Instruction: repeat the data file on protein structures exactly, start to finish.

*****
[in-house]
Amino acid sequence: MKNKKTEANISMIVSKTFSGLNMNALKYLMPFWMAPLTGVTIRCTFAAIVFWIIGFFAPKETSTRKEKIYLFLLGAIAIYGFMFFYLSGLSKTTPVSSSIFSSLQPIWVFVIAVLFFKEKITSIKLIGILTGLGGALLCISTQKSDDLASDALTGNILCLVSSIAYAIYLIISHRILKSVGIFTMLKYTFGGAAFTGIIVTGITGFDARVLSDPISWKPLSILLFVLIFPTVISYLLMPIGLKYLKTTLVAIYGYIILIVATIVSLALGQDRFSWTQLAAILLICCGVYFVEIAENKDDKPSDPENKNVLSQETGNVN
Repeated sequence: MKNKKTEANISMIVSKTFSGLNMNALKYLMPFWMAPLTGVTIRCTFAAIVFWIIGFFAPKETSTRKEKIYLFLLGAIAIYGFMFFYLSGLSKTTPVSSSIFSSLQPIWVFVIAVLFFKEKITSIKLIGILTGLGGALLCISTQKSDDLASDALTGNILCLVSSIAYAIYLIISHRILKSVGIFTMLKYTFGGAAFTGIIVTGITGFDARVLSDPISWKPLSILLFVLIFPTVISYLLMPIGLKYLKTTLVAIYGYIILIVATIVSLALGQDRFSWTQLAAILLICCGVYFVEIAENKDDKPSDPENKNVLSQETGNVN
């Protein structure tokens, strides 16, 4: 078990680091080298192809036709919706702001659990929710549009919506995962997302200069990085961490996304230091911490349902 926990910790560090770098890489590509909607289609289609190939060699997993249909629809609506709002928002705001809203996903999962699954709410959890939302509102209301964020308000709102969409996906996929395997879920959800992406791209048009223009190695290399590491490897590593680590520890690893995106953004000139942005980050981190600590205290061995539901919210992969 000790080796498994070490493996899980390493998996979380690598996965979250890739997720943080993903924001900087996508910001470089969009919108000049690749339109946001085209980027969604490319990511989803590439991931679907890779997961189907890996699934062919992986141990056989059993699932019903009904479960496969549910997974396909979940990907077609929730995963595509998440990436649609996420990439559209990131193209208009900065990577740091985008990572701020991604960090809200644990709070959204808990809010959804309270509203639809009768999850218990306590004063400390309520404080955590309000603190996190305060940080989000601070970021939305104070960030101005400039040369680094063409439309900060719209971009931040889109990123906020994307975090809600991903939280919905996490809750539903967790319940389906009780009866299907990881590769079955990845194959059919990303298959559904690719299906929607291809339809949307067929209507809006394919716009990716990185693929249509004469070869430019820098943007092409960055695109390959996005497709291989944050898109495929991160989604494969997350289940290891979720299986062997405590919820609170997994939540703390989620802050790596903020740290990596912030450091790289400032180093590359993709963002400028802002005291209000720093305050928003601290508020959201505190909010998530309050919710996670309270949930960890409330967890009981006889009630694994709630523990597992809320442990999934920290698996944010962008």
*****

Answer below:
[in-house]
Amino acid sequence: MKNKKTEANISMIVSKTFSGLNMNALKYLMPFWMAPLTGVTIRCTFAAIVFWIIGFFAPKETSTRKEKIYLFLLGAIAIYGFMFFYLSGLSKTTPVSSSIFSSLQPIWVFVIAVLFFKEKITSIKLIGILTGLGGALLCISTQKSDDLASDALTGNILCLVSSIAYAIYLIISHRILKSVGIFTMLKYTFGGAAFTGIIVTGITGFDARVLSDPISWKPLSILLFVLIFPTVISYLLMPIGLKYLKTTLVAIYGYIILIVATIVSLALGQDRFSWTQLAAILLICCGVYFVEIAENKDDKPSDPENKNVLSQETGNVN
Repeated sequence: MKNKKTEANISMIVSKTFSGLNMNALKYLMPFWMAPLTGVTIRCTFAAIVFWIIGFFAPKETSTRKEKIYLFLLGAIAIYGFMFFYLSGLSKTTPVSSSIFSSLQPIWVFVIAVLFFKEKITSIKLIGILTGLGGALLCISTQKSDDLASDALTGNILCLVSSIAYAIYLIISHRILKSVGIFTMLKYTFGGAAFTGIIVTGITGFDARVLSDPISWKPLSILLFVLIFPTVISYLLMPIGLKYLKTTLVAIYGYIILIVATIVSLALGQDRFSWTQLAAILLICCGVYFVEIAENKDDKPSDPENKNVLSQETGNVN
């Protein structure tokens, strides 16, 4: 078990680091080298192809036709919706702001659990929710549009919506995962997302200069990085961490996304230091911490349902 926990910790560090770098890489590509909607289609289609190939060699997993249909629809609506709002928002705001809203996903999962699954709410959890939302509102209301964020308000709102969409996906996929395997879920959800992406791209048009223009190695290399590491490897590593680590520890690893995106953004000139942005980050981190600590205290061995539901919210992969 000790080796498994070490493996899980390493998996979380690598996965979250890739997720943080993903924001900087996508910001470089969009919108000049690749339109946001085209980027969604490319990511989803590439991931679907890779997961189907890996699934062919992986141990056989059993699932019903009904479960496969549910997974396909979940990907077609929730995963595509998440990436649609996420990439559209990131193209208009900065990577740091985008990572701020991604960090809200644990709070959204808990809010959804309270509203639809009768999850218990306590004063400390309520404080955590309000603190996190305060940080989000601070970021939305104070960030101005400039040369680094063409439309900060719209971009931040889109990123906020994307975090809600991903939280919905996490809750539903967790319940389906009780009866299907990881590769079955990845194959059919990303298959559904690719299906929607291809339809949307067929209507809006394919716009990716990185693929249509004469070869430019820098943007092409960055695109390959996005497709291989944050898109495929991160989604494969997350289940290891979720299986062997405590919820609170997994939540703390989620802050790596903020740290990596912030450091790289400032180093590359993709963002400028802002005291209000720093305050928003601290508020959201505190909010998530309050919710996670309270949930960890409330967890009981006889009630694994709630523990597992809320442990999934920290698996944010962008």